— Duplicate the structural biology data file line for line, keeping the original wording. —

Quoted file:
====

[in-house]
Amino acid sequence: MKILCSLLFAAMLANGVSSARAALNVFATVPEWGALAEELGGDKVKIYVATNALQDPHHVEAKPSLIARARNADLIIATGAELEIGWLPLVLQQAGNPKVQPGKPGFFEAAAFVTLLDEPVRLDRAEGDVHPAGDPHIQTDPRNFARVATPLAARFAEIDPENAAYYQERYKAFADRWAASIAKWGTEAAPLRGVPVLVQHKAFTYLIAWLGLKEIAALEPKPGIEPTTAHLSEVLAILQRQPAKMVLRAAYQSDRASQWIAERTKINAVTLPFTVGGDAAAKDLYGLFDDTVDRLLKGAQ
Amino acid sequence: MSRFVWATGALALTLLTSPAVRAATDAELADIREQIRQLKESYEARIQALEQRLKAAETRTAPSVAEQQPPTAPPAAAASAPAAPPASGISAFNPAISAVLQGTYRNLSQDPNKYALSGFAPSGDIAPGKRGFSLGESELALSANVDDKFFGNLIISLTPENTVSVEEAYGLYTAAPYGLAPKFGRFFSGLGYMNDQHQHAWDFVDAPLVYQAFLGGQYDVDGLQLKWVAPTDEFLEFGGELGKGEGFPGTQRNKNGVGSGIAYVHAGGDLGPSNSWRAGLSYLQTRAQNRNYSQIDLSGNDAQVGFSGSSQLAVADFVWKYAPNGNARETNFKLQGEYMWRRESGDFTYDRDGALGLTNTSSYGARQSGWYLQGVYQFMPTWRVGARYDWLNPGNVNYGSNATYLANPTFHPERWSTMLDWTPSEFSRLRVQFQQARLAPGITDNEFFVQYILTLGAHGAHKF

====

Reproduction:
[in-house]
Amino acid sequence: MKILCSLLFAAMLANGVSSARAALNVFATVPEWGALAEELGGDKVKIYVATNALQDPHHVEAKPSLIARARNADLIIATGAELEIGWLPLVLQQAGNPKVQPGKPGFFEAAAFVTLLDEPVRLDRAEGDVHPAGDPHIQTDPRNFARVATPLAARFAEIDPENAAYYQERYKAFADRWAASIAKWGTEAAPLRGVPVLVQHKAFTYLIAWLGLKEIAALEPKPGIEPTTAHLSEVLAILQRQPAKMVLRAAYQSDRASQWIAERTKINAVTLPFTVGGDAAAKDLYGLFDDTVDRLLKGAQ
Amino acid sequence: MSRFVWATGALALTLLTSPAVRAATDAELADIREQIRQLKESYEARIQALEQRLKAAETRTAPSVAEQQPPTAPPAAAASAPAAPPASGISAFNPAISAVLQGTYRNLSQDPNKYALSGFAPSGDIAPGKRGFSLGESELALSANVDDKFFGNLIISLTPENTVSVEEAYGLYTAAPYGLAPKFGRFFSGLGYMNDQHQHAWDFVDAPLVYQAFLGGQYDVDGLQLKWVAPTDEFLEFGGELGKGEGFPGTQRNKNGVGSGIAYVHAGGDLGPSNSWRAGLSYLQTRAQNRNYSQIDLSGNDAQVGFSGSSQLAVADFVWKYAPNGNARETNFKLQGEYMWRRESGDFTYDRDGALGLTNTSSYGARQSGWYLQGVYQFMPTWRVGARYDWLNPGNVNYGSNATYLANPTFHPERWSTMLDWTPSEFSRLRVQFQQARLAPGITDNEFFVQYILTLGAHGAHKF